What are Web Components?
Web component is a term used for four web standards that help us make custom, reusable and encapsulated html tags that can be used in web pages and applications.
<template> elements: With the
An html document already ships default html elements. E.g
-in the custom element; that is important when making custom elements, to differentiate it from default elements.
3. Shadow DOM:
With a Shadow DOM we encapsulate styles, so that we can limit them to a specific area.
A DOM, Document Object Model, is a tree like structure of a documents elements, in our case html's elements. Code and styles contained here affect one another.
So a module is a file that exports its own code. Modules usually have their own scope. So we could have a modules with different functionality, that people can then share with others. So we could share a module called
mediaplayer, that could play media; or another one called
whattimeisit, that could display time in different time zones. Npmjs is a popular package manager that people use to share modules.
Why use Web Components?
There have been many frameworks that have had a dramatic rise in popularity, but have been replaced by other newer frameworks. The great thing about web components is that its usage has increased over the years.
Can be run by any browser:
Another great thing about Web components is, is that they were added by the World Wide Web Consortium, W3C, as a standard. The W3C defines the standards for browsers to implement. All five major browser have added support for web components.
Can be used with any framework:
Since it is a part of code, that can be run by the browser, usage by any framework is not an issue.
Write cleaner code:
One of the best things about web components is, is that web components helps us write cleaner, and better code. This would improve performance, increase accessibility, and make it easier to maintain.
You could save a lot of time, by reusing web components. This would also mean that less developer hours are spent, and the productivity would increase a lot.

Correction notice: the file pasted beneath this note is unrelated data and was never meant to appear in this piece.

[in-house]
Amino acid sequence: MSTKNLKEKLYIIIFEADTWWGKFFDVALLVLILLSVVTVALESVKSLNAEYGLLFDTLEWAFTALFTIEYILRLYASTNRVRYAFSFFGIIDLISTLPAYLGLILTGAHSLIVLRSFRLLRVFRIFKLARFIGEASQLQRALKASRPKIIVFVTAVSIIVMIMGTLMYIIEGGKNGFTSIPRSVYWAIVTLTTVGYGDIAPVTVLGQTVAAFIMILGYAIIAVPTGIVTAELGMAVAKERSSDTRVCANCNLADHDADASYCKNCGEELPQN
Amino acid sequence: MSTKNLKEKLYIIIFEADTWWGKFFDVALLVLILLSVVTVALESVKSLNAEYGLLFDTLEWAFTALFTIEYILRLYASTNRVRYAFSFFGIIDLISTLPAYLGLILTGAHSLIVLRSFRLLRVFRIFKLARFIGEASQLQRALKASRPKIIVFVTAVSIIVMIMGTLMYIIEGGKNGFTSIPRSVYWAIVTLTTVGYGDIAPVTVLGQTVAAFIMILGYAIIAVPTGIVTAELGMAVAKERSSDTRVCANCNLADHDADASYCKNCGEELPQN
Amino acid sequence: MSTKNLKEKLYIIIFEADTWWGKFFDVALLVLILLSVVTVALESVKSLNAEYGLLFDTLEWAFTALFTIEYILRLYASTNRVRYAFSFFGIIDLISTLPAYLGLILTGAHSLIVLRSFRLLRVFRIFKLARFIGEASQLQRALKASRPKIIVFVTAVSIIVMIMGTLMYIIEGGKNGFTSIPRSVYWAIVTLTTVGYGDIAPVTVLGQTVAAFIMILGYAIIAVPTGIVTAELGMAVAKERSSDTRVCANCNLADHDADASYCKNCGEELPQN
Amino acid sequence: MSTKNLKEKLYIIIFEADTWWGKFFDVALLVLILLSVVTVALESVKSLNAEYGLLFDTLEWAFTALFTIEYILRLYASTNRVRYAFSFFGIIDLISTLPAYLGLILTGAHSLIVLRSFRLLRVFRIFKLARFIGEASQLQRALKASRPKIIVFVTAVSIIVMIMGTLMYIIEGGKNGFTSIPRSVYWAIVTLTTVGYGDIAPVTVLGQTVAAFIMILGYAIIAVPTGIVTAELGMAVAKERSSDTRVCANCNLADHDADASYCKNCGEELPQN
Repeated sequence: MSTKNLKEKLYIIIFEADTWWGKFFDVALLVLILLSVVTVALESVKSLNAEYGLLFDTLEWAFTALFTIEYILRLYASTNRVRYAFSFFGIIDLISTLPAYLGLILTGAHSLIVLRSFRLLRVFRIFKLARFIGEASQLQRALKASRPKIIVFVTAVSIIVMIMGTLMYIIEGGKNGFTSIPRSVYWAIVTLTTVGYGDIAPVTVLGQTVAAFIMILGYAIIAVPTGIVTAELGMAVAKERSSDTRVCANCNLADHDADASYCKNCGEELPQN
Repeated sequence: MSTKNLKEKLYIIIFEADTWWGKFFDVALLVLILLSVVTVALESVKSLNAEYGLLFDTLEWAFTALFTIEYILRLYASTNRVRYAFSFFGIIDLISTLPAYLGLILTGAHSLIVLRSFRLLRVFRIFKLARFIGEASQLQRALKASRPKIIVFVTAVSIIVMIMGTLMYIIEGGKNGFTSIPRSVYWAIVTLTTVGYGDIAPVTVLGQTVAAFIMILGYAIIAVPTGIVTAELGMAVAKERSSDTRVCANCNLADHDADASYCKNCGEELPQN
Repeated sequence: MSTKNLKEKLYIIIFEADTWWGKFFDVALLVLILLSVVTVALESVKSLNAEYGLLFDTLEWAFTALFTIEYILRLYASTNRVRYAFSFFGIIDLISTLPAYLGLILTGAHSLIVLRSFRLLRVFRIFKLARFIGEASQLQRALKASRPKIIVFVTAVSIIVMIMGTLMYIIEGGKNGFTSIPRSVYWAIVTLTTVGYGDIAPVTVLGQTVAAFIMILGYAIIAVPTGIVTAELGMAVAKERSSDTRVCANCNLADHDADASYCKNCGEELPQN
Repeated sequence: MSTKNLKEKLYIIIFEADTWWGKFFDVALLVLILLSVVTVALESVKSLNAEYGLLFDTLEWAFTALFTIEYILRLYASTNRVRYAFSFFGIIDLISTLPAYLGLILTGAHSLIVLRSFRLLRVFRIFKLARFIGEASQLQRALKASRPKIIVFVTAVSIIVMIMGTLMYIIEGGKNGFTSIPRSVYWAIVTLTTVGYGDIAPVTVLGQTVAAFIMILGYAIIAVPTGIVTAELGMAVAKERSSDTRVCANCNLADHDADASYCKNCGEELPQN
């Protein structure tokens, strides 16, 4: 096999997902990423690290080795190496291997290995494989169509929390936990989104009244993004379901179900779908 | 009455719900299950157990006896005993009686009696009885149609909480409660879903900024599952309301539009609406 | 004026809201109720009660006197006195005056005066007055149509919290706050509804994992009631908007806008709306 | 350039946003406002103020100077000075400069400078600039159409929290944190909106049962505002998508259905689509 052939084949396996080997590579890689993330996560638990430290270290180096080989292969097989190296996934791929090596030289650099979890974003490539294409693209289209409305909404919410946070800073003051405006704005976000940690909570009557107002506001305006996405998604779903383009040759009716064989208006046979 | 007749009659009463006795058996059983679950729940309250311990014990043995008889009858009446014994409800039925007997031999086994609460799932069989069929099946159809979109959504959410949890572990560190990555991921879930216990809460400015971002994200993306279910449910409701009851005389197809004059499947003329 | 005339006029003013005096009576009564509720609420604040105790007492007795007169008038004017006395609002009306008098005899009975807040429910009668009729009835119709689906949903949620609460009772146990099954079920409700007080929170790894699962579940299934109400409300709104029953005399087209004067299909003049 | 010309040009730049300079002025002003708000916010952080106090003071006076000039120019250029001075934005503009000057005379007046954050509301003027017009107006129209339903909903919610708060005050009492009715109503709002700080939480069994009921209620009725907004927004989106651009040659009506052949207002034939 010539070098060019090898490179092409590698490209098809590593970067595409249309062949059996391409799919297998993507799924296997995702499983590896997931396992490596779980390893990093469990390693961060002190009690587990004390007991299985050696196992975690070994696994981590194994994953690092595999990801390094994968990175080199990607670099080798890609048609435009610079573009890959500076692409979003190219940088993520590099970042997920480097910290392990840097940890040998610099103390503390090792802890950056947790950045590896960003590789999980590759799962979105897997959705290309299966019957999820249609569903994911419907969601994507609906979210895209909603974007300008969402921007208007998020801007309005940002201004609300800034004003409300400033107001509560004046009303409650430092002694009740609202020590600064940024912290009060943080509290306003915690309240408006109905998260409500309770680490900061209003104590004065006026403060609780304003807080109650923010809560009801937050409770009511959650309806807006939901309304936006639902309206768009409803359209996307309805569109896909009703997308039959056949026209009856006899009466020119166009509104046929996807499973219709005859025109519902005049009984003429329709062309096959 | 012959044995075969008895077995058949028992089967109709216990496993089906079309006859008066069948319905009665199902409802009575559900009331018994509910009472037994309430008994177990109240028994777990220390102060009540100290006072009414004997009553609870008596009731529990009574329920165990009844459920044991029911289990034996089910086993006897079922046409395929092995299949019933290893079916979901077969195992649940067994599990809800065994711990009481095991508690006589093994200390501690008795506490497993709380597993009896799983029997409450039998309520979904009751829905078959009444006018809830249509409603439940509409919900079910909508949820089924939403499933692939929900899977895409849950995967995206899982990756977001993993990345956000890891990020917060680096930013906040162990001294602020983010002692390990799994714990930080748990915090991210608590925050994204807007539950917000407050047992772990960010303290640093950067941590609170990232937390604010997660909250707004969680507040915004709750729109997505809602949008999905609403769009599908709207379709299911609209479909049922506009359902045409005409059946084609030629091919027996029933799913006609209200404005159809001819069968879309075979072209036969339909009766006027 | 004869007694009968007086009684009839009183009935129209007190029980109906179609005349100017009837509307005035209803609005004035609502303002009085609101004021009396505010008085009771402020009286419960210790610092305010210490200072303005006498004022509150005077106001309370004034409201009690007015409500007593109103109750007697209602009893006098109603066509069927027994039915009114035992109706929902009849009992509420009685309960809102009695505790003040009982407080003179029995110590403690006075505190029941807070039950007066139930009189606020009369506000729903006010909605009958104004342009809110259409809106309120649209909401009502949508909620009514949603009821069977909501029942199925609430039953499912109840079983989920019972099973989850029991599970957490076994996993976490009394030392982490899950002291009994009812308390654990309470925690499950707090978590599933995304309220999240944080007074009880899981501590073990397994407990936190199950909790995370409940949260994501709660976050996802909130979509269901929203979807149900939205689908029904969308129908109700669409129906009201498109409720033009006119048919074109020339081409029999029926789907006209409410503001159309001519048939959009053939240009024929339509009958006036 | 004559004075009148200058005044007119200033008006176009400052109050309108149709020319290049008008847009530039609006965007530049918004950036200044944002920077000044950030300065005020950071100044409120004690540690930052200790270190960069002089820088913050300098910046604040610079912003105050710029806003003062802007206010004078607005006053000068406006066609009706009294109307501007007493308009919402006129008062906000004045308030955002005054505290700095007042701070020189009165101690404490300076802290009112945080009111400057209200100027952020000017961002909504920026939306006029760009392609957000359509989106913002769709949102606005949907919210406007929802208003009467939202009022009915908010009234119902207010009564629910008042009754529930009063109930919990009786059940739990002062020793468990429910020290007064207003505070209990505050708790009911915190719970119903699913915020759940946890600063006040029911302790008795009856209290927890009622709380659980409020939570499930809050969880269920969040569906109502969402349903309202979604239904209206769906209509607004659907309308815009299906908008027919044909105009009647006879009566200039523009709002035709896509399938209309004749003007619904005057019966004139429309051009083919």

When starting a new project, there might be old components that could be reused. So amongst different projects, a consistent look and feel can be created.
By reusing old components, we make it easier for users to use a specific feature again, in a different part of the project.
Any accessibility features that have already been implemented can also be reused by us, or made available to use by others. E.g a simple search of accessibility on npmjs gives us more than 1350 packages to work with.
Who uses Web Components?
Github makes use of web components. As discussed before, an element with a
- in between means that it is a custom element. The
include-frameworks in Github's homepage after login, is an example.
Salesforce also makes use of web components. An example of a custom element is
dx-instrumentation in Salesforce's developer page.
EA uses web components. Here is an example of the sims website using web components. It makes use of the iron-a11y-announcer custom element, that adds a11y to features that require on-demand announcement from screen readers.
Links to learn more:
Here are some links that you can use to learn more about Web components:
And here is a video where I explain web components:
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